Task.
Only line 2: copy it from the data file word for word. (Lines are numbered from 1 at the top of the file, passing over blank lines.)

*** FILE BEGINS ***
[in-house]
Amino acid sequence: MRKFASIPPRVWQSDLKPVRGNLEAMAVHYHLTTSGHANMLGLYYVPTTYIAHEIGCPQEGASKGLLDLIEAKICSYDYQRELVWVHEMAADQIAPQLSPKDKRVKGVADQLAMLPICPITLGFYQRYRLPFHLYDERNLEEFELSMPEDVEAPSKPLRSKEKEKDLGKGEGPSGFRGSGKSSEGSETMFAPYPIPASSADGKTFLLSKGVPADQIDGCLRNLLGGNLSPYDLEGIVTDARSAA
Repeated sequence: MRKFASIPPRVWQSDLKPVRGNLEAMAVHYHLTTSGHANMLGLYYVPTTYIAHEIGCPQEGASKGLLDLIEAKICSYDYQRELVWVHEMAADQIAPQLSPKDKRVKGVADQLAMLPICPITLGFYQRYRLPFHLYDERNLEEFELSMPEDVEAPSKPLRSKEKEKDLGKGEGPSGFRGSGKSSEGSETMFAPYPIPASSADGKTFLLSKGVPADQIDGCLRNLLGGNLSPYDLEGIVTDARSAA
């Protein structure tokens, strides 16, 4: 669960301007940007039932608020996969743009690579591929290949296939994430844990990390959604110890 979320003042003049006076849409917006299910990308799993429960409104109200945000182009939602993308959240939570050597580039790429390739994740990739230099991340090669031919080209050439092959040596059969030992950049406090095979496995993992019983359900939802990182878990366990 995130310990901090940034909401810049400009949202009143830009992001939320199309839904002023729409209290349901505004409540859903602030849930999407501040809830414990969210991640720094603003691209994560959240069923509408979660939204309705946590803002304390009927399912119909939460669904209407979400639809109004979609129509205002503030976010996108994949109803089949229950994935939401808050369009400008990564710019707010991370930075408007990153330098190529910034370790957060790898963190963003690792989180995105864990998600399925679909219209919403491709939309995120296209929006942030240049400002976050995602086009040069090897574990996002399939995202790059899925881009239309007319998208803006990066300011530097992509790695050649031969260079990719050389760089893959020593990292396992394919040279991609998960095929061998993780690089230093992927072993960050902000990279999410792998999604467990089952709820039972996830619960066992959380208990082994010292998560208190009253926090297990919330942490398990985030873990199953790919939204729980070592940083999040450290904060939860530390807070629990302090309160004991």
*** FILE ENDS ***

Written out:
Amino acid sequence: MRKFASIPPRVWQSDLKPVRGNLEAMAVHYHLTTSGHANMLGLYYVPTTYIAHEIGCPQEGASKGLLDLIEAKICSYDYQRELVWVHEMAADQIAPQLSPKDKRVKGVADQLAMLPICPITLGFYQRYRLPFHLYDERNLEEFELSMPEDVEAPSKPLRSKEKEKDLGKGEGPSGFRGSGKSSEGSETMFAPYPIPASSADGKTFLLSKGVPADQIDGCLRNLLGGNLSPYDLEGIVTDARSAA